In 2016 we launched our course, 10ksubs, for the first time.
That launch brought $220k in sales.
Then a few months later we ran another sale and it brought in just over $500k.
What did we do to double sales?
We got other people to help us sell the course. We used affiliates.
Today I’m going to show you how we setup and ran our affiliate launch plan.
You’re going to learn:
- Part #1: Explain what affiliates are and the basics of how an affiliate program works.
- Part #2: Show you our results from using affiliates in the last 10ksubs launch and give you an overview of our strategy.
- Part #3: Give you a step-by-step plan for how to do the same thing (recruit them, manage them, tech stuff etc.).
This is going to be meaty. So strap up.
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Part #1: What is an affiliate?
First off, there are three words I hear a lot around this topic and they all basically mean the same thing:
“JV” and “affiliate” sound sketchy to me, so I usually defer to “partnership” when talking about this stuff. But “affiliates” is more widely used. So I’ll use that going forward. But if you see the other words being used around the interwebs, just know they’re synonymous.
What is an affiliate?
An affiliate is someone who sells your product for you in exchange for a % of the sales.
Still confused? STORY TIME!
Let’s say you’re a mailbox salesman…
(I’m pretty sure that’s not a thing, but let’s roll with it for a minute.)
Your entire life, you’ve sold mailboxes door to door. You’ve had a good career. You’ve put food on the table and you stay pretty fit because you walk around all day.
Life is solid.
Then one day you meet a guy, Joe.
Turns out that Joe is a door-to-door salesman too!
Y’all hit it off. You tell war stories. You become besties.
But Joe doesn’t sell mailboxes. He sells knives.
Then one day you’re taking and Joe has a brilliant idea. He says “Hey! What if I called up all of the people who have bought knives from me and tell them about your mailboxes?”
Makes sense. Someone who owns a house and buys knives is potentially in the market for a sexy new mailbox too.
So you make a deal. You agree to split the profits 50/50. Everything that Joe sells, he keeps half the profit.
Basically you don’t have to knock on more doors, but you bring in more customers and money.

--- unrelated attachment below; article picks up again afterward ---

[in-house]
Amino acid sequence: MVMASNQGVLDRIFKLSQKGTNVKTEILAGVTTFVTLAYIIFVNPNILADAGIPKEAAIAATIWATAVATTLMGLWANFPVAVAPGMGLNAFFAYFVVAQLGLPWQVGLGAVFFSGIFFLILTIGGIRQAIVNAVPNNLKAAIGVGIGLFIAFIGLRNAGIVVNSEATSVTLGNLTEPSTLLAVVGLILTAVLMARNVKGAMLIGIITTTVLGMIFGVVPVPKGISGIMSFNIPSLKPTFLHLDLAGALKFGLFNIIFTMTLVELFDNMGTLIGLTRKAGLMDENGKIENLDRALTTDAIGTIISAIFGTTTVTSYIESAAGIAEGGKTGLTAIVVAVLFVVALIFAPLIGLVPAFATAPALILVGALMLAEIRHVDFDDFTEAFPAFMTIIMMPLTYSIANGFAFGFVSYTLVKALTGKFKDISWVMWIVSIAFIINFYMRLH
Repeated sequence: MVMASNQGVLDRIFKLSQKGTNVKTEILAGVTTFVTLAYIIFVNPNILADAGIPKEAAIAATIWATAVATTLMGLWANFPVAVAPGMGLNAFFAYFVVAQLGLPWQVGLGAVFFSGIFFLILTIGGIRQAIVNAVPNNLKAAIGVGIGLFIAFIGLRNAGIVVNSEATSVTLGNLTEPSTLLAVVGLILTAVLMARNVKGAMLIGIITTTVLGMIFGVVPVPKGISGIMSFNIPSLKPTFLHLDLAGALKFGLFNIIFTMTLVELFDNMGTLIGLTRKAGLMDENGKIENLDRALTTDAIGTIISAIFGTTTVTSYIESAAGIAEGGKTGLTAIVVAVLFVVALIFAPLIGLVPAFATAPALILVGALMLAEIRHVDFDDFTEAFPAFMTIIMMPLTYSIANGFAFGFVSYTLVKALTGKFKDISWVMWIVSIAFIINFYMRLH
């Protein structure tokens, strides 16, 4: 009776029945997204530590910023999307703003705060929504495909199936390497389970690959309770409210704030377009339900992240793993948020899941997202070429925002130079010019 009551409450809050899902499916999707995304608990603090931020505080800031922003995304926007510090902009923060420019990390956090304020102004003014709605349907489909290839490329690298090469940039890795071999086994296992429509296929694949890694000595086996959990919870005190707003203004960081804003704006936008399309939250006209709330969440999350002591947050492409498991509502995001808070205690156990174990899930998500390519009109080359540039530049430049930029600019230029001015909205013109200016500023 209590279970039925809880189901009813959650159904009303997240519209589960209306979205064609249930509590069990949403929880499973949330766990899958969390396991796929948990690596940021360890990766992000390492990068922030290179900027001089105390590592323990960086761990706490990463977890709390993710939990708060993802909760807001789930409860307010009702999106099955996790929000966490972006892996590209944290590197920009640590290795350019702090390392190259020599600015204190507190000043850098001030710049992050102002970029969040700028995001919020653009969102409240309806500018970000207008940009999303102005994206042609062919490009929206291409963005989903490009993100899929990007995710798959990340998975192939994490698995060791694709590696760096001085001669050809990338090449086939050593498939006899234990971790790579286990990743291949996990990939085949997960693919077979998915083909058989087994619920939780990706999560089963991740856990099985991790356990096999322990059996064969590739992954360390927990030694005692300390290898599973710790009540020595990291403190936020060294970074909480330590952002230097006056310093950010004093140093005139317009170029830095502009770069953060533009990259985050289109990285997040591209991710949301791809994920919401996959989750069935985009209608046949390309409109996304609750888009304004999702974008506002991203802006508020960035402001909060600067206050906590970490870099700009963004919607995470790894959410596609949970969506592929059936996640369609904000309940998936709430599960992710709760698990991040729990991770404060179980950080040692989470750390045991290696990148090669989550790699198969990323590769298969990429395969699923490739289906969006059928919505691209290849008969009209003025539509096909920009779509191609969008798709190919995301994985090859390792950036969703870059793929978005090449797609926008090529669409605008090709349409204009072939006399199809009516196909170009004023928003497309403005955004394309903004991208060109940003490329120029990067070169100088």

That’s exactly how an affiliate program works.
- Your friend has a related audience.
- They agree to sell your product to their peeps.
- You split the profit.
Why is running an affiliate program a smart thing to do?
Go back to the mailbox salesman story.
His income has a ceiling. The number of people he can actually sell to is limited based on the number of doors he can knock on.
Let’s say that 1 out of every 10 (10%) people he talks to buys from him. And let’s say his take-home pay from each sale is $10.
If he knocks on 50 doors a day, how much will he make?
50 doors knocked on x 10% = 5 sales. Or $50.
And that’s pretty much his earning potential. He can’t physically knock on more doors, which means he can’t make more money.
His monthly income is $1,100 ($50 x 22 working days per month).
But check out what happens when his buddy Joe “The Knife Salesman” gets involved.
He’s able to sell 5 more mailboxes per day. Which is an additional $550 per month.
Now, what would happen if he went and met 10 other door-to-door salespeople and struck up a similar deal with them?
What would that look like?
This is what that would look like…
With his friends he can make $6,600 per month.
Without his friends he can only make $1,100 per month.
In conclusion: It’s really fun selling something by yourself. It’s a whole lot funner (and more effective) to do it with 20 other people. That’s why an affiliate program is a good idea.
Why would running an affiliate program might not be a smart thing to do?
1. It takes more time and work.
Putting together all the pieces of an affiliate program is no small task. If you’re in a hurry, don’t have a team or just aren’t a fan of doing more work, don’t do this.
2. You aren’t trying to get more customers right now.
Not everyone’s primary goal is getting new customers. And that’s ok. There are a lot of valid reasons not to be focused on that. Like…
- You have plenty of existing customers.
- You currently are serving your existing customers well and want to focus on them.
- You’re building a lifestyle business and hyper-growth isn’t the be-all and end-all of your list.
- Other stuff.
3. It feels weird to you.
Saw a great quote the other day from Laura Roeder:
“If something doesn’t feel right to you, ditch it. If you’re drawn to something no one has done before, give it a try!”
I love this.
So, if you read about affiliate programs, give it a try and it doesn’t feel like a good fit, ditch it. There are plenty of other things you can do to grow your business. This is just one option. Follow your gut here (but don’t be a wimp).
4. This is the first launch of your product.
If this is the first time for you to launch your product, don’t invite other people to help you sell it. That’s a bad idea for a lot of reasons.
- The product isn’t proven yet.
- You have no idea what your sales numbers will be (which makes it harder to recruit).
- You’re going to have 1,000 other things to focus on and panic about. Don’t add something complex like this to the mix.
So, how do you know if you should run an affiliate program?
First off… you’re the entrepreneur. Figure it out!